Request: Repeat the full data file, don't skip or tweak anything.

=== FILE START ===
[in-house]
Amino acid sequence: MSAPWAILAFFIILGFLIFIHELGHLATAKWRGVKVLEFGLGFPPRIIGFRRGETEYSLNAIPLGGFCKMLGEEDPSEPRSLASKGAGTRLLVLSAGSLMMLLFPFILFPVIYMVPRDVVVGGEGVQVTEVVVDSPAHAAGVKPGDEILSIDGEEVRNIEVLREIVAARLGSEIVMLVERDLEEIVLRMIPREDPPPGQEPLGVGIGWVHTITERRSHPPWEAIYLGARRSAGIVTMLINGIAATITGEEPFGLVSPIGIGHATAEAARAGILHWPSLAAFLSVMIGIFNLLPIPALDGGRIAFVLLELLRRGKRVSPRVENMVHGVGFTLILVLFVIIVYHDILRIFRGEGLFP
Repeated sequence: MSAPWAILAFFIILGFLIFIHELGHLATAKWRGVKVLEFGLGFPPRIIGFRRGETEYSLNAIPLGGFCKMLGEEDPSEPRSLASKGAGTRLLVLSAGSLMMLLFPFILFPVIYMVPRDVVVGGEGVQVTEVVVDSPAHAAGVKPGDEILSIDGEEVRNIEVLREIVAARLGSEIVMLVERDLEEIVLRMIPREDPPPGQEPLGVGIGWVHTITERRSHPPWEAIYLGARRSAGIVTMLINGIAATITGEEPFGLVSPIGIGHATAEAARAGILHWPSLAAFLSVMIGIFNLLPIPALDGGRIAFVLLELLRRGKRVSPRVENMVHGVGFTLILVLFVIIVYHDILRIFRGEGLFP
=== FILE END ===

[in-house]
Amino acid sequence: MSAPWAILAFFIILGFLIFIHELGHLATAKWRGVKVLEFGLGFPPRIIGFRRGETEYSLNAIPLGGFCKMLGEEDPSEPRSLASKGAGTRLLVLSAGSLMMLLFPFILFPVIYMVPRDVVVGGEGVQVTEVVVDSPAHAAGVKPGDEILSIDGEEVRNIEVLREIVAARLGSEIVMLVERDLEEIVLRMIPREDPPPGQEPLGVGIGWVHTITERRSHPPWEAIYLGARRSAGIVTMLINGIAATITGEEPFGLVSPIGIGHATAEAARAGILHWPSLAAFLSVMIGIFNLLPIPALDGGRIAFVLLELLRRGKRVSPRVENMVHGVGFTLILVLFVIIVYHDILRIFRGEGLFP
Repeated sequence: MSAPWAILAFFIILGFLIFIHELGHLATAKWRGVKVLEFGLGFPPRIIGFRRGETEYSLNAIPLGGFCKMLGEEDPSEPRSLASKGAGTRLLVLSAGSLMMLLFPFILFPVIYMVPRDVVVGGEGVQVTEVVVDSPAHAAGVKPGDEILSIDGEEVRNIEVLREIVAARLGSEIVMLVERDLEEIVLRMIPREDPPPGQEPLGVGIGWVHTITERRSHPPWEAIYLGARRSAGIVTMLINGIAATITGEEPFGLVSPIGIGHATAEAARAGILHWPSLAAFLSVMIGIFNLLPIPALDGGRIAFVLLELLRRGKRVSPRVENMVHGVGFTLILVLFVIIVYHDILRIFRGEGLFP